AMERICAN NATIONAL GOVT
AMERICAN NATIONAL GOVT PS 110
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This 16 page Class Notes was uploaded by Macey Effertz on Wednesday September 30, 2015. The Class Notes belongs to PS 110 at Western Kentucky University taught by Jeffrey Kash in Fall. Since its upload, it has received 27 views. For similar materials see /class/216734/ps-110-western-kentucky-university in Political Science at Western Kentucky University.
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Date Created: 09/30/15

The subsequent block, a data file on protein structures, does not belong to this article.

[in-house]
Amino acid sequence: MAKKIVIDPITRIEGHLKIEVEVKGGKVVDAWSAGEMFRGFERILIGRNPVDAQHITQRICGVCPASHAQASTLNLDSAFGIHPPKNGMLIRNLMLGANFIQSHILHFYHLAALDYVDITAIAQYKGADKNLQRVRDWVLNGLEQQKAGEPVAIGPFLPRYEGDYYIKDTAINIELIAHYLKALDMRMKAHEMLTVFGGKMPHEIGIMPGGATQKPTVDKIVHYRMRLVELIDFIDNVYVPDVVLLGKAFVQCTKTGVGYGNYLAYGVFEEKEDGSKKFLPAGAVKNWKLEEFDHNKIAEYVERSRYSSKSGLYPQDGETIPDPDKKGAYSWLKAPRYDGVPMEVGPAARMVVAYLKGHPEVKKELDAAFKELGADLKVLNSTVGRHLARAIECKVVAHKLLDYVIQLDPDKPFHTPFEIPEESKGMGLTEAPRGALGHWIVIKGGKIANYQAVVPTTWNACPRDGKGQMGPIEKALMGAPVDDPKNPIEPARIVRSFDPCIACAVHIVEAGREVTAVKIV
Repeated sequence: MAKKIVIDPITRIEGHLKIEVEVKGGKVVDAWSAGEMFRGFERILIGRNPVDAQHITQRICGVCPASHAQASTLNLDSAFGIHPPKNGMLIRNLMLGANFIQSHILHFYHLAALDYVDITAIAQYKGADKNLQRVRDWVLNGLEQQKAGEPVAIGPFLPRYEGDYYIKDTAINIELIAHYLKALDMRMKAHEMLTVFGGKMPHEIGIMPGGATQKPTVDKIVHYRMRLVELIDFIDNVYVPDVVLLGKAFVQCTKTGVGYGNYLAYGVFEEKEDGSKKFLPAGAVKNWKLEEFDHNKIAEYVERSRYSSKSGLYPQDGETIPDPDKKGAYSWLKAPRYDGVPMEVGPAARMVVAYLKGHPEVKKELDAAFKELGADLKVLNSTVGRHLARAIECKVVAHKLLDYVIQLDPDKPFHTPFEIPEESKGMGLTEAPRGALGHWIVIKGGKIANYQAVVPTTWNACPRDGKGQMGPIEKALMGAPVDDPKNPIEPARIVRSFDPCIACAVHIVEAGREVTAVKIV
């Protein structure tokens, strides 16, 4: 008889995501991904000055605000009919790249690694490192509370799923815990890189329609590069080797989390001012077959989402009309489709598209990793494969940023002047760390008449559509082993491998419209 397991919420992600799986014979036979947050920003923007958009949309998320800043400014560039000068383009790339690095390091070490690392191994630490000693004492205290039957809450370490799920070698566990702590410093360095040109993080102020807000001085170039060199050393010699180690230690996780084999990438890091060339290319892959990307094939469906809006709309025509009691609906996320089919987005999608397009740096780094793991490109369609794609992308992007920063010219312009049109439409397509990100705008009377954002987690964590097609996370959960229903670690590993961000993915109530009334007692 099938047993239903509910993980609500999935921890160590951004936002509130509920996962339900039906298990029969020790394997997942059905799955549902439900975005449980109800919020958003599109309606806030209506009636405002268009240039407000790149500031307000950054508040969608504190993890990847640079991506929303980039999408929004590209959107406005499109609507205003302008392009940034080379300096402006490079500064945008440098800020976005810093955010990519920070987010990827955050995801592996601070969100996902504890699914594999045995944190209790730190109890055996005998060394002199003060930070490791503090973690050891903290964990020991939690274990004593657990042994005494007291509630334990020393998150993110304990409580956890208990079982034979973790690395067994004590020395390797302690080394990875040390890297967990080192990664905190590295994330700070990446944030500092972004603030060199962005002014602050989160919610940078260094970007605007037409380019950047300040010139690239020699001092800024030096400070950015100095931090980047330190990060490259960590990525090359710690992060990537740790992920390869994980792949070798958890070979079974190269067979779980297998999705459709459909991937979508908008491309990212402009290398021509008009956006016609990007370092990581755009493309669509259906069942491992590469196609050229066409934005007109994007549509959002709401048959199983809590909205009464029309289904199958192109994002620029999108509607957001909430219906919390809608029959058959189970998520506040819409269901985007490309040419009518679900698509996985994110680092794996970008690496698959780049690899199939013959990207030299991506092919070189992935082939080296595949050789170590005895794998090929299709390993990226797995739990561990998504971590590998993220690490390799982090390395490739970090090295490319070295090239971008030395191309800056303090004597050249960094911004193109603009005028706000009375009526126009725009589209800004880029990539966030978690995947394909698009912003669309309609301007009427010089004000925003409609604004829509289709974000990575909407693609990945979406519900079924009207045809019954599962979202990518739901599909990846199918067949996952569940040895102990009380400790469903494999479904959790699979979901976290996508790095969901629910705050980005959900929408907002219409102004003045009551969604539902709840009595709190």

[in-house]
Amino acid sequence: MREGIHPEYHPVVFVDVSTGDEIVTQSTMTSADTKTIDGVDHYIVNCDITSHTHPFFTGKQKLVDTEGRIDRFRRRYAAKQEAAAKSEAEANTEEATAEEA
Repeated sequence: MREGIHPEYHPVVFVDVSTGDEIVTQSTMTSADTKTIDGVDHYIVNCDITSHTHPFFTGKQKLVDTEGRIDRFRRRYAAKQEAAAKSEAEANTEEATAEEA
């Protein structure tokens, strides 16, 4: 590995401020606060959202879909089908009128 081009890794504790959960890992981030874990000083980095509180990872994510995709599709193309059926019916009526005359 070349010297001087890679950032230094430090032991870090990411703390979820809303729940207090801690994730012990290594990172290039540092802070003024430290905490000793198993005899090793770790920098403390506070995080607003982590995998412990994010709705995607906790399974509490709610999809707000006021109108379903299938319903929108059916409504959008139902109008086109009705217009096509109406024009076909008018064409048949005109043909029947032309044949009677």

PS110 Kash Notes and Review Questions for First Exam in American Government Introduction A Political Perspective on Federal Government 1 What is quotpoliticsquot Con ict over allocation of values 2 Why is con ict inherent to society Material scarcity Philosophical disagreements 3 How do societies deal With con ict Government authoritative allocator of societal values 4 What makes government authoritative Legitimacy sense of obligation Coercion preponderance of force 5 How do governments deal With con ict Governments make rules Rules as value allocations Structural rules rules of the game De nition Rules that establish the organization procedures and powers of government Policy rules rules of substance De nition A decision a government institution reaches on a specific political question within its jurisdiction Bias in rules no neutrality 6 Implications Societal con icts gravitate to government A political perspective on government focuses on how government manages the con icts of society Federal Government Rules of the Game The Constitution 1 Political Sources A Colonial Era Experiences 1 Attitudes toward National vs State Government 2 Attitudes toward Executive vs Legislature B Confederation Era Experiences 1 Alternatives a State Nation relations unitary vs confederal forms b Branches of government single vs multiple 2 Choices Articles of Confederation 3 Problems a weaknonexistent executives b weak national government 4 Response calls for reform a Annapolis Convention b Shays39 Rebellion C Convention Politics examples 1 Basis of Representation Virginia Plan populationbased vs New Jersey Plan statebased 2 Treatment of Slavery 35ths Compromise 3 Executive Power Enumerated Article I vs Implied Powers Article II D Politics of Ratification 1 How many states needed to ratify 2 Who in states does the ratifying E Politics of Preempting Opposition The Bill of Rights Summary The Constitution is a product of the conflicts that shaped politics II Philosophical Sources of the Constitution A Intellectual Roots Classical Liberalism 1 Classical Liberalism39s Goal Protect individual freedom inalienable rights individual equality government protects rights 2 Classical Liberalism39s Implication Government should be Democratic Majority Rule B Paradox Permanent Majorities Democratic majority rule endangers minority rights majority tyranny Kash Federal Government Rules of the Game The Constitution 11 C Solution Three Sets of Modifications 1 Deter permanent majorities Republicanism Representative vs Direct Democracy Indirect election rules Separation of powers Checks and balances Federalism 2 Require more than simple majorities super majorities gt 50 1 votes concurrent majorities multiple majorities 3 Limit government jurisdiction III Federalism national and state government A Definition a political system Within which mutually sovereign governments share authority over the same geographic jurisdiction alternatives unitary and confederal forms B origins of the federal form of government 1 philosophical decentralizes power protects geographic minorities 2 political concession by nationalists to supporters of states39 rights III C Evolution of the Meaning of Federalism 1 National Supremacy McCulloch v Maryland 1819 2 InterpositionNullification mid180039s States39 Rights Doctrine 3 Reasserting National Supremacy 186039s Civil War and 14th amendment 4 Dual Federalism late180039s 193039s 39Layer Cake39 Metaphor 5 Reasserting National Supremacy 39Marble Cake39 Metaphor Dimensions of Aid Forms of Aid Consequences of Aid Fiscal Federalism quotPicket Fence Federalismquot 6 Limiting National Supremacy today Lopez 1995 GunFree Schools Act Brzonkala 2000 Violence Against Women Act Rules of the Game The Constitution IV Characteristics and Biases of the Constitution A High value on protecting individual rights b Status quooriented procedures c Political exibility because it is Amendable Ambiguous Silent on specifics eg bureaucracy parties Rules of the Game Civil Liberties and Civil Rights 1 Civil Rights and Civil Liberties Compared A Civil Liberties freedoms at risk from government Protected by limiting government actions vertical relation B Civil Rights freedoms at risk from other citizens protected through actions taken by government horizontal relation 11 Civil Liberties Overview only examples of important liberties conditional nature of liberty compete With society39s interests A First Amendment Freedoms 1 Free Speech especially political Alien amp Sedition act 1798 Schenck v US 1919 quotclear amp present dangerquot doctrine Abrams v US 1919 quotbad tendencyquot doctrine Brandenberg v Ohio 1969 quot incitement standardquot 2 Freedom of the Press essential to democracy strongly protected against three sources of limitations a Prior Restraint Near v Minnesota 1931 b Libel injury to reputation Sullivan v NY Times 1964 quot actual malicequot c Obscenity not protected but hard to define Miller v California 1973 3 Religious Freedoms two components a No Establishment no of cial church and more Lemon v Kurtzman 1971 3part test b Free Exercise protects beliefs amp actions Religious Freedom Restoration Act 1990 3 B Criminal Suspects39 Protections 1 Search amp Seizure 4th When is warrant needed Expectation of security varies with circumstances eg home vs automobile Exclusionary rule Mapp v Ohio 1961 2 SelfIncrimination 5th When is confession voluntary Miranda v Arizona 1966 read rights 3 Right to Counsel 6th Gideon v Wainwright 1963 C Implied Protections Privacy Griswold v Conn 1965 Abortion Roe v Wade 1973 Assisted Suicide 111 Civil Rights A RaceBased earliest most established 1 Slavery Initially Legal Constitution 12 35ths I9 1808 1V2 escaped slaves Dred Scott 1857 Emancipation Proclamation 1863 only rebelling states 2 Slavery Abolished 13th Amendment Southern states39 Response Black Codes limit property ownership entry into contracts service on juries 3 Discrimination Denied 14th Amendment quotdue processquot and quotequal protectionquot 4 Discrimination Stays Separate but Equal Dual Federalism limits national government Jim Crow laws segregation Plessy v Ferguson 1896 dejure segregation is legal NAACP forms 1909 uses courts to ght Jim Crow 5 Segregation Prohibited separate not equal Truman desegregates military 1948 Brown v Board of Education 1954 Civil Rights movement 1950s1960s 6 Civil Rights Broadly Protected Civil Rights Act of 1964 EEOC Voting Rights Act of 1965 more AfricanAmerican elected of cials 7 Equal Opportunity and Equal Outcomes dejure discrimination illegal but defacto discrimination remains response affirmative action no quotas but no clear standards B SexBased WideSpread Discrimination Voting Occupations Right to vote 19th Amendment 1920 Workplace Equal Pay Act 1963 Education Title IX 1972 Permissible distinctions remain C DisabilityBased Americans with Disabilities Act 1990 jobs public access serious disabilities PS 110 Review Sheet Exam 1 The answers to the following questions should demonstrate your knowledge of the course concepts In general each answer should satisfy the following goals 1 de ne important terms 2 explain why they are important in the context of the book and 3 answer the question Note use examples whenever possible to illustrate your answers Chapter 1 Questions 1 Explain why con ict is inherent in society Con ict is inherent in society for two main reasons First all societies have competition for scarce resources that leads to con icts between citizens This condition is called material scarcity Second citizens have different philosophies which leads to disagreements about how to solve societal problems Because these two conditions exist in all societies they create a situation where con ict is inherent The inescapable nature of con ict leads societies to develop governmental systems to address the con ict 2What makes government authoritative Two things make a government authoritative First the legitimacy of the government must be re ected by its people Legitimacy is the sense of obligation felt by its people Second the government must exert coercion Coercion is the preponderance of force ie military police created by the government to control its people 3How do governments settle con icts Governments make rules to deal with con ict These rules represent value allocations of its people 4Why are government rules seen as biased Government rules are seen as biased because there is no neutrality when dealing with the values and beliefs of many people What is good for some may not be good for others and vice versa 5 Explain what it means to have a political perspective on government 6 In Bush vs Gore what reasons did the US Supreme Court give for not allowing a recount Chapter 2 Questions 1 How did the experience of colonial rule under England affect the founders choice of governments when they wrote the Articles of Confederation 2 What problems under the Articles of Confederation led to the development of the Constitution 3 How did the Founders deal with the problem of how to determine the means of representation in the Constitution 4 What are the differences between enumerated and implied powers Give examples to support your answer 5 What were the implications of Classical Liberal ideology on the design of the US Constitution 6 Explain three ways the founders dealt with the potential problems caused by permanent majorities 7 What were the political and philosophical reasons for adopting federalism 8 Explain how the ideas of interposition and nulli cation help to de ne the state39s lights doctrine 9What are the differences between the layer cake and marble cake interpretations of federalism 10 Explain how quotpicket fence federalismquot helps to explain the relationships between federal state and local governments 11What is majority tyranny and why did the founders want to avoid it 12What did the antifederalists believe in and how did they shape the US constitution 13Why were the Gun Free School Zones Act and the Violence against Women Act ruled unconstitutional and what impact does this have on the definition of Federalism Chapter 4 Questions 1What amendment is associated with the ruling in Miranda v Arizona 1966 2 The light to privacy and the light to abortion are considered implied protections Explain what the term implied means and how it is used by the Court to defme the two lights 3Why are civil liberties described as a vertical relationship 4Explain the three part test that the Supreme Court came up with in its ruling in Lemon V K nrtzman 1971 What rst amendment freedom does this test help to protect 5 How do probable cause and the exclusionary rule help maintain the protections in the 4th amendment 6 Why did the founders think it was important to protect the freedom of the press in the Constitution 7What is meant by the term original intent 8 What are libel laws and what amendment helps to protect citizens from charges of libel Chapter 5 Questions 1 How did the Supreme Court Ruling in Plessy v Ferguson 1896 justify the practice of segregation 2 In what ways did the founders address the issue of race in the Constitution 3What protections are provided citizens under the 14th Amendment 4What are the differences between dejure and defacto segregation use examples from the book to support your answer 5How has the US government tried to solve the problem of defacto segregation 6 Why do the solutions to defacto segregation generate potential problems under the 14 11 amendment 7 Why are civil rights considered a horizontal relationship 8 What amendment gave women the light to vote in the United States 9 What is civil disobedience and why would a person or group choose to use it 10 What is the importance of the Voting Rights Act of 1965